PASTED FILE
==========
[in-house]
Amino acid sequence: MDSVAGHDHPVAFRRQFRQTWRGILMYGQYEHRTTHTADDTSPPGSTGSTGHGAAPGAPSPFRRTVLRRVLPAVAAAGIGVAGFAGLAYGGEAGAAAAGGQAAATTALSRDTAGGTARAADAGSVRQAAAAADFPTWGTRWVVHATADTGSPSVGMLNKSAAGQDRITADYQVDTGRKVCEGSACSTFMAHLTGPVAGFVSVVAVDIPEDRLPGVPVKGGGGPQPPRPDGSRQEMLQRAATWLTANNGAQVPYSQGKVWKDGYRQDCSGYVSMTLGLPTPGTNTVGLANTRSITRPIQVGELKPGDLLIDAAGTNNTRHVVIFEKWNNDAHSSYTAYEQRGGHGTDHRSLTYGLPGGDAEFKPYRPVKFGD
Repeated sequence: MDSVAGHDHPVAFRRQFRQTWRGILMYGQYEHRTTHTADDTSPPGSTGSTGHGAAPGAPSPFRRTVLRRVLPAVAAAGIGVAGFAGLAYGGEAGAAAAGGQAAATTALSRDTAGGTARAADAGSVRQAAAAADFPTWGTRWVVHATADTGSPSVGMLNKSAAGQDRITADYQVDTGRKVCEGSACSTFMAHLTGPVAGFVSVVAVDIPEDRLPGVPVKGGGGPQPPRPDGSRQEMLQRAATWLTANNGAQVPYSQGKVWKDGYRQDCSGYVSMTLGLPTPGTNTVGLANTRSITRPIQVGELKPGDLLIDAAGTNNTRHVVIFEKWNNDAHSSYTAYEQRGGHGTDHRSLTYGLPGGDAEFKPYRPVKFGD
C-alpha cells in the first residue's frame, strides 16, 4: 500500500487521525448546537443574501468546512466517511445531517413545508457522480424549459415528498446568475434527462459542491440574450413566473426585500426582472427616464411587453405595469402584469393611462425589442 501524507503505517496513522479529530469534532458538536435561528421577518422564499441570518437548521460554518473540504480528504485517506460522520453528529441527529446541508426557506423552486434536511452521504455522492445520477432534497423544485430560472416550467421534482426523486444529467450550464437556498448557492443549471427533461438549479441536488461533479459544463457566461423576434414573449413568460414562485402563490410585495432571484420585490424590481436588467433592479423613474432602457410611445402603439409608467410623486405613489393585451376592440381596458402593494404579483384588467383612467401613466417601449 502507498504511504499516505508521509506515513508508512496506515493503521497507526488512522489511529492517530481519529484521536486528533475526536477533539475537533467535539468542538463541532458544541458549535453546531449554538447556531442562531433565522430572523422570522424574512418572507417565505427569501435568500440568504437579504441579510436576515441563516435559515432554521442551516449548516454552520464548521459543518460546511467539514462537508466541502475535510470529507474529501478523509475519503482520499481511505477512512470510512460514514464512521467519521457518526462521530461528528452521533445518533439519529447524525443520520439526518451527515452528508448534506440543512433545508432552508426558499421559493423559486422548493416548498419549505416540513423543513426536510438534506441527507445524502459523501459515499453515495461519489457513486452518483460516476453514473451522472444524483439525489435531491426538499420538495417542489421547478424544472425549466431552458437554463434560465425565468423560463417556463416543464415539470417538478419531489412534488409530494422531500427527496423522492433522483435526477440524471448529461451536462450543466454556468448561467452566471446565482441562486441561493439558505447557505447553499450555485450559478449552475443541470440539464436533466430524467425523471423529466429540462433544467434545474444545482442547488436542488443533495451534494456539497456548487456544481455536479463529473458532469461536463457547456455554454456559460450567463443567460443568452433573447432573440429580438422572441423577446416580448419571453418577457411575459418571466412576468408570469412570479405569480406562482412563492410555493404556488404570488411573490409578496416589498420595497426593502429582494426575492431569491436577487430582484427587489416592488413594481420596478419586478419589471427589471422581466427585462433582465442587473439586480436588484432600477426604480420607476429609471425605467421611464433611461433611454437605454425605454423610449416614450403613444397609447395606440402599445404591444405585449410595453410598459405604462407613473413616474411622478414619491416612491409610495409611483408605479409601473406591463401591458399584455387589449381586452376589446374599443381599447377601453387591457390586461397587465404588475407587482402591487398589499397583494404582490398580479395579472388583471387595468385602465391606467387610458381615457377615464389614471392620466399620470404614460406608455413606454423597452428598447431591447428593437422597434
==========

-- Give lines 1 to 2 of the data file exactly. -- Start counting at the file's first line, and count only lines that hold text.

[in-house]
Amino acid sequence: MDSVAGHDHPVAFRRQFRQTWRGILMYGQYEHRTTHTADDTSPPGSTGSTGHGAAPGAPSPFRRTVLRRVLPAVAAAGIGVAGFAGLAYGGEAGAAAAGGQAAATTALSRDTAGGTARAADAGSVRQAAAAADFPTWGTRWVVHATADTGSPSVGMLNKSAAGQDRITADYQVDTGRKVCEGSACSTFMAHLTGPVAGFVSVVAVDIPEDRLPGVPVKGGGGPQPPRPDGSRQEMLQRAATWLTANNGAQVPYSQGKVWKDGYRQDCSGYVSMTLGLPTPGTNTVGLANTRSITRPIQVGELKPGDLLIDAAGTNNTRHVVIFEKWNNDAHSSYTAYEQRGGHGTDHRSLTYGLPGGDAEFKPYRPVKFGD